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Nikkei Uncovered: a poetry column

In memoriam...Jim Matsuoka

Jim H Matsuoka (1935 - 2022). Photo courtesy of NCRR Archives

It is with my heaviest, yet most grateful heart that I present this poetic speech from our beloved Jim Matsuoka, who passed on towards the end of October. Jim meant so much to surely countless many and I am simply another person who benefited greatly from his presence in so many threads of my life.

He was a staunch supporter, attendee, and featured artist over literally all the years of Tuesday Night Cafe since its inception in February of 1999. He was a champion of my artistic work from my earliest days as a young poet, actor, and performance artist through many times himself being a fantastic storyteller and collaborator of mine—from performances at Day of Remembrance to our play, Tales Of Clamor.

Jim attended every Bridging Communities Iftar hosted by Vigilant Love and believed wholeheartedly in the power and necessity of solidarity and unity in practice as a way forward. In the past two years, I got to see Jim often on our zoom meetings and Calls To Action in support of Black Reparations. Our great mutual friend, Kyoko Nakamaru, shared with me that he even spoke of the importance of this movement in his final days and hours.

And most importantly, he was to me, as I'm sure he was to most—a fierce, dedicated, fun, angry, energizing, joyful, blunt, hilarious, creative, wise, wondrous inspiration. Jim saw all of our struggles as interconnected and the piece he recited at the 1969 Manzanar Pilgrimage that we present here (courtesy of his son, James Matsuoka) speaks to his lifetime commitment of community building work to excavate our lost souls and unbury our collective voice. You are of our ancestral continuum now and we continue because of you—thank you, Jim.

— traci kato-kiriyama

* * * * *

(Painted by Loya)

Jim H. Matsuoka (1935 - 2022) was a founding member of NCRR (Nikkei for Civil Rights & Redress) who helped build the movement for reparations and an organization that would stay true to its belief in the power of the grassroots and solidarity with others. In 1942, he, along with his sisters and parents, was forcibly removed from Little Tokyo and shipped to Manzanar “prison camp” as he called it. His love for Little Tokyo and his anger at injustice would be driving forces in Jim’s life.

Jim had a fierce commitment to social justice. His honest and forthright approach, his integrity, and his tireless activism was not just impressive, it was almost unparalleled. Always striving to place the interests of the people ahead of anything else, he never sought the limelight. He had a grounded, deep love for humanity.

When redress was won in 1988, Jim continued with NCRR knowing that the fight against injustice was not over. He unwaveringly supported the Muslim community after 9/11, the demand for reparations by the “comfort women” and by African Americans today. He believed in continuing to educate others about the camps and was in demand as the consummate storyteller.



Anything I say today
Cannot match the magnitude of the violence to human faith
That symbolized Manzanar in 1942
The violence to our faith in each other
Was the decision to imprison thousands of Japanese Americans
On the basis of their race alone
The magnitude is seen when we realize
That 10 thousand human beings were held here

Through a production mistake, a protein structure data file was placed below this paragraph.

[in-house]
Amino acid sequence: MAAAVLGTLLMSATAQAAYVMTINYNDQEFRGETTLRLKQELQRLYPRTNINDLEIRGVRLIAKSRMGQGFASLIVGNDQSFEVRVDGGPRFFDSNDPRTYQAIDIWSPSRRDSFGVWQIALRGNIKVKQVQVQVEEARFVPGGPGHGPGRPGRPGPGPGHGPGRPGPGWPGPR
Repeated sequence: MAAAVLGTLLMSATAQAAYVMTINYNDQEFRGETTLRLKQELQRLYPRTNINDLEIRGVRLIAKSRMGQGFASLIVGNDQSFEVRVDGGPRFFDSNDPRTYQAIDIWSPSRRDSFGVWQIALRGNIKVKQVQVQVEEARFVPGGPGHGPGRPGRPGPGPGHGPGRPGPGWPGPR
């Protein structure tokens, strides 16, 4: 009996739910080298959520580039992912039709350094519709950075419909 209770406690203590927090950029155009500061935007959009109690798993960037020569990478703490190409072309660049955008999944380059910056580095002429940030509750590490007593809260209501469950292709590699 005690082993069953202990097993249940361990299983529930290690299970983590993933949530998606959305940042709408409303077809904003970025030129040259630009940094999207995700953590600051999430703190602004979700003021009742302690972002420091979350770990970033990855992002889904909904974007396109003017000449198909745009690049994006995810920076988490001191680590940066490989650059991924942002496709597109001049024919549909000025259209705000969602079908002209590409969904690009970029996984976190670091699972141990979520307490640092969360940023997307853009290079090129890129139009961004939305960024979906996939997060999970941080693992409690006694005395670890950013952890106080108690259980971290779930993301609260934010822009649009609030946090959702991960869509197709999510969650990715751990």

What you see before you
Was the site of what was called Manzanar

What was Manzanar?
To some, Manzanar was a relocation center that could be defined
statistically …36 blocks each with a mess hall, laundry barrack, latrines and
a basketball area.

To a few, Manzanar was a short interlude in their lives
Evenings sitting on the grass between the barracks
Outdoor movies, picnics at the creek .. ice cream from the canteen
And the Manzanar high school dance

To others, Manzanar was a symbol and monument to racism
A place where being Japanese meant being a prisoner
Where even orphans were imprisoned
A place where we became the mindless wards of the government
Who fed us and clothed us and told us what to do
And when we sought the right of self determination
The right to select our own governing body
Their denial helped to bring on the Manzanar Riot of December 6, 1942

Many Issei spoke out in anger when invited to renounce the Emperor
To renounce the Emperor made them men and women
    without a country
Those who objected to questions of their loyalty
Were herded off to a double security camp called Tule Lake

When people ask me ... how many are buried here at Manzanar?
I reply ... a whole generation!

A whole generation that inherited this legacy of fear


Only their bodies
Silently left the camp at the end of the war

Today they are model Americans
The “Quiet Americans”
Who will not speak out and are unwilling to object
Their souls are buried here at Manzanar

*Jim Matsuoka recited this poem at the 1969 Manzanar pilgrimage. 


© 1969 Jim H. Matsuoka

activiist Jim Matsuoka Manzanar NCRR Pilgrimage poems

About this series

Nikkei Uncovered: a poetry column is a space for the Nikkei community to share stories through diverse writings on culture, history, and personal experience. The column will feature a wide variety of poetic form and subject matter with themes that include history, roots, identity; history—past into the present; food as ritual, celebration, and legacy; ritual and assumptions of tradition; place, location, and community; and love.

We’ve invited author, performer, and poet traci kato-kiriyama to curate this monthly poetry column, where we will publish one to two poets on the third Thursday of each month—from senior or young writers new to poetry, to published authors from around the country. We hope to uncover a web of voices linked through myriad differences and connected experience.

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